The culture technique may fail if the patient is on antibiotic treatment [9] or when the microbes are fastidious and slow growing. Molecular diagnostic methods like polymerase chain reaction (PCR) help in diagnosis under such conditions [10] [11]. However it has to be noted that PCR for N. meningitidis is not commercially available despite being developed. Detection of intracranial hypertension, intracerebral hemorrhage and edema via head CT scan also indicates infection. The identification of the serotype responsible for infection and antibiogram analysis should be performed to decide the appropriate antibiotic treatment.

Treatment

Treatment of immunocompetent patients is started right away in suspected cases of MM using dexamethasone (corticosteroid), vancomycin and third-generation cephalosporins like ceftriaxone and cefotaxime). Corticosteroids are given with or prior to antibiotic therapy to reduce the occurrence of neurologic complications. In immunocompromised patients and patients over 50 years, ampicillin is prescribed as a cover to possible Listeria monocytogenes infection. In accordance to the initial CSF results, administration of acyclovir is considered. Doxycycline is used in tick seasons in endemic regions. Uncomplicated meningococcal meningitis is managed via intravenous ceftriaxone or penicillin course for 7 consecutive days.

Lumbar puncture for retrieving CSF is done prior to antibiotic treatment owning to the inability of microscopic and culture techniques to detect Nm in patients undergoing antibiotic therapy. Third-generation cephalosporins like ceftriaxone or cefotaxime is prescribed for managing meningitis and septicemia once MM is confirmed. Owning to the highly contagious nature of MM, close contacts of confirmed cases are given antibiotics as prophylactic measure within 24 hours of confirmation of MM in index patient [3]. Under epidemic situations in regions with limited financial and health care infrastructure, ceftriaxone is used to manage the situation.

Prognosis

The prognosis is fair in absence of focal neurological deficits and coma. The prognosis has a poor outcome when the infection is septicemic. Most MM patients convalesce completely under prompt antibiotic treatment. Poor prognostic factors include low blood platelet count, low coagulation index, moderate anemia with hemoglobin less than 11 g/dL, altered mental status and history of convulsions. Meningococcal disease is a medical emergency condition requiring immediate treatment. Timely antibiotic treatment is required when MM is suspected in order to arrest severe neurologic morbidity and death. Morbidity and mortality are high for meningococcal infection in pediatric patients.

Etiology

MM (International Classification of Disease-9 (ICD-9) code: 036.0) is considered as a major crisis for the past two centuries. Neisseria meningitidis, gram-negative diplococci is the major causative organism of MM which is capable of initiating large epidemics. Out of the 12 serogroups of Nm, 6 serogropus (A, B, C, W, X and Y) have the potential to cause epidemics. 

Individuals lacking protective bactericidal antibodies contract MM upon exposure to the virulent bacteria. Human nasopharyngeal mucous membranes and, to a minor extent, the genitourinary tract and anal canal serves as the reservoir and natural habitat for N. meningitidis. MM is an airborne infection spreading through aerosol droplets or via contact with respiratory secretions by kissing, sharing drinking and eating utensils, mouth-to-mouth breathing for resuscitation or by intubation [1]. It is estimated that less than 2% of children [2] and 5-10% of adult population are asymptomatic nasopharyngeal carriers of N. meningitidis. The percentage of carriers increases to as much as 60-80% in closed populations like military camps and dormitories. Young children under two years are at greater risk of contracting MM [3] and can result in severe brain damage and if left untreated, can be mortal in 50% of cases.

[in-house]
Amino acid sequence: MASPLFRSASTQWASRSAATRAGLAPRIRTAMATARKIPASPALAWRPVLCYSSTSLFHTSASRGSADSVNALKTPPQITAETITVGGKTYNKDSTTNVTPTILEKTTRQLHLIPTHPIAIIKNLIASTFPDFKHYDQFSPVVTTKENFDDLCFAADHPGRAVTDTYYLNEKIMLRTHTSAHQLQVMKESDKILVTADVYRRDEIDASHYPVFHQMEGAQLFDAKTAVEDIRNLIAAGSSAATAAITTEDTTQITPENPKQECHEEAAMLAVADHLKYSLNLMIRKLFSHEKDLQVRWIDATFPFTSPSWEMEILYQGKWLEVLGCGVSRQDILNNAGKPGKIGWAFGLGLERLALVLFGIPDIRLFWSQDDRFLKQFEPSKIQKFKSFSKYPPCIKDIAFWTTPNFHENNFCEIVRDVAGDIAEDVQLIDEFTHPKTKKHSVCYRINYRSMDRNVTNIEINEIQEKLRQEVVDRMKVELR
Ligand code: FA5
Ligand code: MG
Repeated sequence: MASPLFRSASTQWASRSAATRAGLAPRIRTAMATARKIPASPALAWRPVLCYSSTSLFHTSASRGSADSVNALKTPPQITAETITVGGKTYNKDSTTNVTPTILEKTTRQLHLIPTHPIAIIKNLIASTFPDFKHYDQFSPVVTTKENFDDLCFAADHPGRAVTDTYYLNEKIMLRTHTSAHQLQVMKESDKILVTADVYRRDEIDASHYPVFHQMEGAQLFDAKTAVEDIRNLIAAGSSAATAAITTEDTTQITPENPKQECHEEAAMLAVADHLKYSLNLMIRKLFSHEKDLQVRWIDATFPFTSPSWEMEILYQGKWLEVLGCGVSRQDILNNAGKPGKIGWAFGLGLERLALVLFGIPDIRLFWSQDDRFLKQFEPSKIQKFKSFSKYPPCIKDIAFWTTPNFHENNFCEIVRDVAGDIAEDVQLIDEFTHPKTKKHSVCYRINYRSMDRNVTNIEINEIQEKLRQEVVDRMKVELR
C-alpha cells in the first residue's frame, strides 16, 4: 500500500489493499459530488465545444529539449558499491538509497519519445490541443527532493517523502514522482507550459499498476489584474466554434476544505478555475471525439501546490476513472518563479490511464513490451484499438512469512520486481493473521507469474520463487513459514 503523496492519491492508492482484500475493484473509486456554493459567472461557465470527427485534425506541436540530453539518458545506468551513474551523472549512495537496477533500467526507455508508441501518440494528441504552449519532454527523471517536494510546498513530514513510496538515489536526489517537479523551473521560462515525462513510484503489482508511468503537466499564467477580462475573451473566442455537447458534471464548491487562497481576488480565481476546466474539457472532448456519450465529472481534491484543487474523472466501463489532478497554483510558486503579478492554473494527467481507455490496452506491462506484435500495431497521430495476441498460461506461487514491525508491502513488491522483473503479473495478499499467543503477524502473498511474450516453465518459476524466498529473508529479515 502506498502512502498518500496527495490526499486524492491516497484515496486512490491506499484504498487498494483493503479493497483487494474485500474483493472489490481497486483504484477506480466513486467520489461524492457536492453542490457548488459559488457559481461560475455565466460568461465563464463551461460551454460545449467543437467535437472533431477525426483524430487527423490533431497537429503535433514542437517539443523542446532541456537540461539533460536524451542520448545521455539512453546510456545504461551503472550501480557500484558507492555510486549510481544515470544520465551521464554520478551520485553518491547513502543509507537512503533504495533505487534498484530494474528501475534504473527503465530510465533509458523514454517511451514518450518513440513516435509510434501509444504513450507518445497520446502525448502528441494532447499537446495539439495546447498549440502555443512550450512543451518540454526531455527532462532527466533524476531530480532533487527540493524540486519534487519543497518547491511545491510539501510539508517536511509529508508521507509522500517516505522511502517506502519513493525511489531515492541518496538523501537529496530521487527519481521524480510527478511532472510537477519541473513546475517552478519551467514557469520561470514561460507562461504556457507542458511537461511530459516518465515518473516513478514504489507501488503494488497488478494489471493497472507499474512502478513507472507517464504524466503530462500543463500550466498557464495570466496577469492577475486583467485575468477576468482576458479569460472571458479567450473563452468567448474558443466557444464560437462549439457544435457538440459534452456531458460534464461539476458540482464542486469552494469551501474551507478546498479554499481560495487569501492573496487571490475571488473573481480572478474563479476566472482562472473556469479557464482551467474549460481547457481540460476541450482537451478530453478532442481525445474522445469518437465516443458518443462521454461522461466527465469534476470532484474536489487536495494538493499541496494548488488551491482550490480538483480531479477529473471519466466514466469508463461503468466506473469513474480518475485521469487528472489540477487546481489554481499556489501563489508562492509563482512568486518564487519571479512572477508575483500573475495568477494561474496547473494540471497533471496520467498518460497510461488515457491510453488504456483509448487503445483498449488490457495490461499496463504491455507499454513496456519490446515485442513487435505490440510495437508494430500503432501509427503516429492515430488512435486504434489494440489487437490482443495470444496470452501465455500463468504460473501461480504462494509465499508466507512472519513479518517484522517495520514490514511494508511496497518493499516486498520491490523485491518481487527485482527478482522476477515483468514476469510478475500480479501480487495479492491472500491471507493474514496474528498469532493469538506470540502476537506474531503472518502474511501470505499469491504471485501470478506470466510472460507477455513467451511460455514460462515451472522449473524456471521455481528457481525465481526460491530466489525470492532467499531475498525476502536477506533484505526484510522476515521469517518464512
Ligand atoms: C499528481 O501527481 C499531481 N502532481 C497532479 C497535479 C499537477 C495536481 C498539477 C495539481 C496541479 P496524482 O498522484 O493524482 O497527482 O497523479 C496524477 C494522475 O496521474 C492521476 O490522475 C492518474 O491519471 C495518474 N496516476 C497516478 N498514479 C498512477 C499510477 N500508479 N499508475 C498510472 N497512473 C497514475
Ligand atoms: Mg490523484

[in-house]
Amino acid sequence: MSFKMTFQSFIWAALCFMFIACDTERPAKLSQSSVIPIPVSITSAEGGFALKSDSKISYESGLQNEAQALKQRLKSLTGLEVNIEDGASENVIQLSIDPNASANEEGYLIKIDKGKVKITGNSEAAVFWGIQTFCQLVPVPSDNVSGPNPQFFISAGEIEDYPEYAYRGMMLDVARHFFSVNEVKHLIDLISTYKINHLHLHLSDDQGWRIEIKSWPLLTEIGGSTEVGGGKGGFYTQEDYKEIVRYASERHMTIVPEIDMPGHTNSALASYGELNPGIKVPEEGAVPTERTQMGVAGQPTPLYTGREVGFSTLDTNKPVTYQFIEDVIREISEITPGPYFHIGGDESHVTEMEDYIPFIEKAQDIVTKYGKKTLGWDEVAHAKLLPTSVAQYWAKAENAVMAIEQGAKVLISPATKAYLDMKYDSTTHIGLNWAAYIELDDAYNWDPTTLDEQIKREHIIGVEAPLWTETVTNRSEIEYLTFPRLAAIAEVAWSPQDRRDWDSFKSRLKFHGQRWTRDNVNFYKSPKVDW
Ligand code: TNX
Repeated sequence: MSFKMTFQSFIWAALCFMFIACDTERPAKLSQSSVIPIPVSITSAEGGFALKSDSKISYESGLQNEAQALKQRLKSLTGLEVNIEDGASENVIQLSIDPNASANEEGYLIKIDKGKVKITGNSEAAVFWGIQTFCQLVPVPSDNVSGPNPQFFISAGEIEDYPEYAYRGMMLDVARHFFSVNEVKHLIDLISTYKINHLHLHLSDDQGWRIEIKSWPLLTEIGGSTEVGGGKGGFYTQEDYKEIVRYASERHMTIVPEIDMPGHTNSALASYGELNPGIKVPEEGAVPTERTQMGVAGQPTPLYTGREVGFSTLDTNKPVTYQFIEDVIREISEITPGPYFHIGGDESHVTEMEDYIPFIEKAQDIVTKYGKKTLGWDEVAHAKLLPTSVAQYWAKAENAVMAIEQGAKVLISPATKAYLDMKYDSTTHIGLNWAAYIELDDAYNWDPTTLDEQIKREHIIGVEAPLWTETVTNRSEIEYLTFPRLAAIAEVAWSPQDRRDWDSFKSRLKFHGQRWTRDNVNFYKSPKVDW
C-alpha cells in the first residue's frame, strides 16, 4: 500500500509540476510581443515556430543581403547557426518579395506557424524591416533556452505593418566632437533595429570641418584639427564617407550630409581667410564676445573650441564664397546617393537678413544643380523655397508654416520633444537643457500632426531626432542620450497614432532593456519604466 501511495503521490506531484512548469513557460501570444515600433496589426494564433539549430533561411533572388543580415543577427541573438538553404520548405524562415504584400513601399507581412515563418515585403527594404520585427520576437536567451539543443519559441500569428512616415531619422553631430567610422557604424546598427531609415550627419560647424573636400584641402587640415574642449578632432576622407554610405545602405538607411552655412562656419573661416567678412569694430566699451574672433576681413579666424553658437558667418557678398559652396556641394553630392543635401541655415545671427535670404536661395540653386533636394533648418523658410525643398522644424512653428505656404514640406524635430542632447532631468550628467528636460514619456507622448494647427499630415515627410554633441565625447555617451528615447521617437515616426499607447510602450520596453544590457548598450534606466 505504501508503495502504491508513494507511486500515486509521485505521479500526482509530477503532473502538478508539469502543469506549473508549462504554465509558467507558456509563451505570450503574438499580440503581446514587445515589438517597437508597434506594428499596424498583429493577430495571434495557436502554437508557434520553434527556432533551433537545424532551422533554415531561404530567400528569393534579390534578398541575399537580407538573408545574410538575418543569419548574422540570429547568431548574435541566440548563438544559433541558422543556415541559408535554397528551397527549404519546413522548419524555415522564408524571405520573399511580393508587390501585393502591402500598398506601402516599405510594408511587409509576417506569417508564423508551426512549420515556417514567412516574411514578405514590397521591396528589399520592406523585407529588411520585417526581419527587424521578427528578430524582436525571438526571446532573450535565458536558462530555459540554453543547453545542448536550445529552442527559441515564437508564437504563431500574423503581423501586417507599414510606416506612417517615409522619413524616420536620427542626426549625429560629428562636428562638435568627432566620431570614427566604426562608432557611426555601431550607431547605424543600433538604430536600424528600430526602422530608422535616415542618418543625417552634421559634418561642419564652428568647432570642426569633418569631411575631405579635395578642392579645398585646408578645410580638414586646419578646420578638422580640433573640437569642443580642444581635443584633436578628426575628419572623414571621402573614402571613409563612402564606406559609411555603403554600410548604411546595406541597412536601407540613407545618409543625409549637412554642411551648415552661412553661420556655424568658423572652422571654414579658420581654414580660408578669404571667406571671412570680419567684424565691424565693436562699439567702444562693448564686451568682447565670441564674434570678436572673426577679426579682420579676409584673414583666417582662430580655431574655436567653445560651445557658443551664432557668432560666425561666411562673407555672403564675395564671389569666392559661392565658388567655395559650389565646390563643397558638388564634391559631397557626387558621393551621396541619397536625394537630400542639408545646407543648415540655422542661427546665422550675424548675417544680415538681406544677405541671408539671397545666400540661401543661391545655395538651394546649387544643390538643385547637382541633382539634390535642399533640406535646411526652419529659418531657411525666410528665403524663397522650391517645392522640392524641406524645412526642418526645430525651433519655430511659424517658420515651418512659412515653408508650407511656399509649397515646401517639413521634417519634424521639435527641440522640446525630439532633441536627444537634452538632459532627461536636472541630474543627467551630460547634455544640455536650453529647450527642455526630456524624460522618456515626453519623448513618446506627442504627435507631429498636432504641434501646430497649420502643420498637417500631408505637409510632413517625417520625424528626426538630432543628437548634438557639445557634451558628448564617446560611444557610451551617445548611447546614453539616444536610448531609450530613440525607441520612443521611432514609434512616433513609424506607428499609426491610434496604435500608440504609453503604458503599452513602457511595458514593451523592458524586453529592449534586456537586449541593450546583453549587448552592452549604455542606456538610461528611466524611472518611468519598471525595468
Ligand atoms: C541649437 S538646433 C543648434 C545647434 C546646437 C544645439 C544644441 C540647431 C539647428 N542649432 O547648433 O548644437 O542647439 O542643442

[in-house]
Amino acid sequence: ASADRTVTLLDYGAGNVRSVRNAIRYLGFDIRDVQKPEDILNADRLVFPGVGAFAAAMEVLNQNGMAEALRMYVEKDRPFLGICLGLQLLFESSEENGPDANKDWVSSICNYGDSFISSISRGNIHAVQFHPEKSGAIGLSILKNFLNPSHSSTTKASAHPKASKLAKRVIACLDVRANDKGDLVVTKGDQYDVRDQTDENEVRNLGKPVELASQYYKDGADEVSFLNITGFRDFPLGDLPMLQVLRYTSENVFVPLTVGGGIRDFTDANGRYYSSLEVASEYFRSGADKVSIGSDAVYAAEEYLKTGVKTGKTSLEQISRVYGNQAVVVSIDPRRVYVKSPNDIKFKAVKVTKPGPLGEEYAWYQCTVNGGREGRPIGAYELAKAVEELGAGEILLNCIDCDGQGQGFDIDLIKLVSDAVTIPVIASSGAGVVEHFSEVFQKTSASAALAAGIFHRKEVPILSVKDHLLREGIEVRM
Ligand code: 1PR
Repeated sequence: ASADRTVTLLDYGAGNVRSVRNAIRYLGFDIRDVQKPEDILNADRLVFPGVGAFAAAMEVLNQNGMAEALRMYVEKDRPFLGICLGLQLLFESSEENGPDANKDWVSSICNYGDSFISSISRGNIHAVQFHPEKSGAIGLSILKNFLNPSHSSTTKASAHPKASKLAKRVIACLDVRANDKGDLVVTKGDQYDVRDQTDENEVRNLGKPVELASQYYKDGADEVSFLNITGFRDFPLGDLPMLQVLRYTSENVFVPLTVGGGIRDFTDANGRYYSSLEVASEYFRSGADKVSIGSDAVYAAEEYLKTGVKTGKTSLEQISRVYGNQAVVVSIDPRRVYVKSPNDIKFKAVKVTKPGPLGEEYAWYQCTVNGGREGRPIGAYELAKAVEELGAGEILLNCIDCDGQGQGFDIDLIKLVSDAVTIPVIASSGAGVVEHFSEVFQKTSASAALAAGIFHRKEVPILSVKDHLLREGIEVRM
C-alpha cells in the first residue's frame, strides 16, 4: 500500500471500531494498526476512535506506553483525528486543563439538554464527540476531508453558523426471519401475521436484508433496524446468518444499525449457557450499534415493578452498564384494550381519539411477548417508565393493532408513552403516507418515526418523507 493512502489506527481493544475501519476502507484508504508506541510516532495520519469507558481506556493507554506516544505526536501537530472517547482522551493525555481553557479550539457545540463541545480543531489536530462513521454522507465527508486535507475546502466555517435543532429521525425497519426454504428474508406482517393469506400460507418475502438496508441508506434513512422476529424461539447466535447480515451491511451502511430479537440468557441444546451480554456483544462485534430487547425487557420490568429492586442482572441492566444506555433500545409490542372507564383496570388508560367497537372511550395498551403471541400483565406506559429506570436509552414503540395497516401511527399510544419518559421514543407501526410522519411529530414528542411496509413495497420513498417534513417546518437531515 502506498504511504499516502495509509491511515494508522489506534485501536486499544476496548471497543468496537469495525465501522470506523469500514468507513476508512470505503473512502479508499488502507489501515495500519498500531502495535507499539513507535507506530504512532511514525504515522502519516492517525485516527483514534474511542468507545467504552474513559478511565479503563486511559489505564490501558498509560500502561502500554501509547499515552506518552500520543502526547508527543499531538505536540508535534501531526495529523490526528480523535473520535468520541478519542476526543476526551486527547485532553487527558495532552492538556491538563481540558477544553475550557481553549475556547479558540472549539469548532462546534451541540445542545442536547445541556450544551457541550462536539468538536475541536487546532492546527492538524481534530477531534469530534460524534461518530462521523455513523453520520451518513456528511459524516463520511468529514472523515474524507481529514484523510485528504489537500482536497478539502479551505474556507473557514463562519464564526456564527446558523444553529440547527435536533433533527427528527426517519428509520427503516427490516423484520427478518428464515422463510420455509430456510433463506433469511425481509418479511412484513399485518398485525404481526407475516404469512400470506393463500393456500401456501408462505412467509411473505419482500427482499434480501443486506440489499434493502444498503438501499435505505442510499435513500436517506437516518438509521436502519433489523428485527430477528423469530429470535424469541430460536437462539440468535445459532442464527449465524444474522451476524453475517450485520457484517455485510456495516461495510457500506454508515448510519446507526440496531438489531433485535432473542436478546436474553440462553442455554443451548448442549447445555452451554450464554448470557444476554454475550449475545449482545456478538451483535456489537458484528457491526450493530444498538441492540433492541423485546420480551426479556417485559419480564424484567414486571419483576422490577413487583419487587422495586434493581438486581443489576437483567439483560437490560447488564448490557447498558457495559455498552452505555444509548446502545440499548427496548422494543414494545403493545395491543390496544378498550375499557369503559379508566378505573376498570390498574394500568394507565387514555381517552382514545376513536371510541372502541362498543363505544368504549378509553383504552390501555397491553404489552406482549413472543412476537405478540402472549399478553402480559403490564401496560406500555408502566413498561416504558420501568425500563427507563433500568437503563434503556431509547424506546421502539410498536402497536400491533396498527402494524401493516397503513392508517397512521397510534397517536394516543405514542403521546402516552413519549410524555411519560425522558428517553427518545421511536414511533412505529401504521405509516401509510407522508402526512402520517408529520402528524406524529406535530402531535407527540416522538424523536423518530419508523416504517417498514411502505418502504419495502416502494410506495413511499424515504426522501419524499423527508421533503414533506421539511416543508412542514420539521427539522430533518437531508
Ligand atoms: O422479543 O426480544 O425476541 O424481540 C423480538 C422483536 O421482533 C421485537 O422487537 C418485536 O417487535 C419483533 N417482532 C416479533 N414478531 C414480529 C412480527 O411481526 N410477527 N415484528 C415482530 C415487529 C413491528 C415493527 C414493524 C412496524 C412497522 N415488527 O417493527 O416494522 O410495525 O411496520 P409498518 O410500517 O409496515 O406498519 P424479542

Epidemiology

N. meningitidis (serogroup B) is the major causative agent in Europe and America. Formerly serogroup A was responsible for global epidemics but now it is reported only in African and Asian epidemics. An increase in incidence of epidemics initiated by serogroup B and Y has been observed since 1990. From 1991 an increase in the rate of recurrence of localized outbreaks has been observed [4] [5]. The annual incidence of MM in general population is 1–5 /105 people [6]. The disease is highly fatal with high morbidity and mortality despite high level of awareness and timely medical attention. Minor outbreaks are observed when people live in close quarters however the risk of contracting MM decreases with age. Approximately 1.2 million cases of invasive meningococcal disease (IMD) are reported annually with 135000 deaths [7].

Sex distribution
Age distribution

Pathophysiology

N. meningitidis specifically infect humans and does not have any animal reservoir. MM is an airborne disease contracted through respiratory droplets from the respiratory tract of the asymptomatic carriers. The infection has a latent period of 3-4 which can extend up to 10 days during which the patient is highly infective. Nm can be observed for about 2 to 4 days in the upper respiratory tract (URT) and it lingers there upto 24 hours post antibiotic therapy. Once menengococci come in contact with the nasopharyngeal mucosa, it adheres to it and is subsequently engulfed by the membrane bound phagocytic vacuoles. They can be observed in submucosa, near blood vessels and local immune system cells 24 hours post infection. In most of the cases, infection will only be subclinical or with milder manifestations. Infections get complicated when Nm invade the submucosa. MM may then progress to more fatal meningococcemia 24-48 hours post infection in around 10-20% of cases. Nm results in severe bacteremia with intense vascular effects and can quickly become fulminant. The mortality rate is approximately 10 to 15% and about 10 to 15% of those who recover from MM suffer severe after effects like permanent hearing loss, cognitive impairment or phalanges or limb loss. Asymptomatic carriers rarely become symptomatic and infection is mainly reported in previously uninfected people. Penicillin in found to be generally ineffective for treating nasopharyngeal carriers.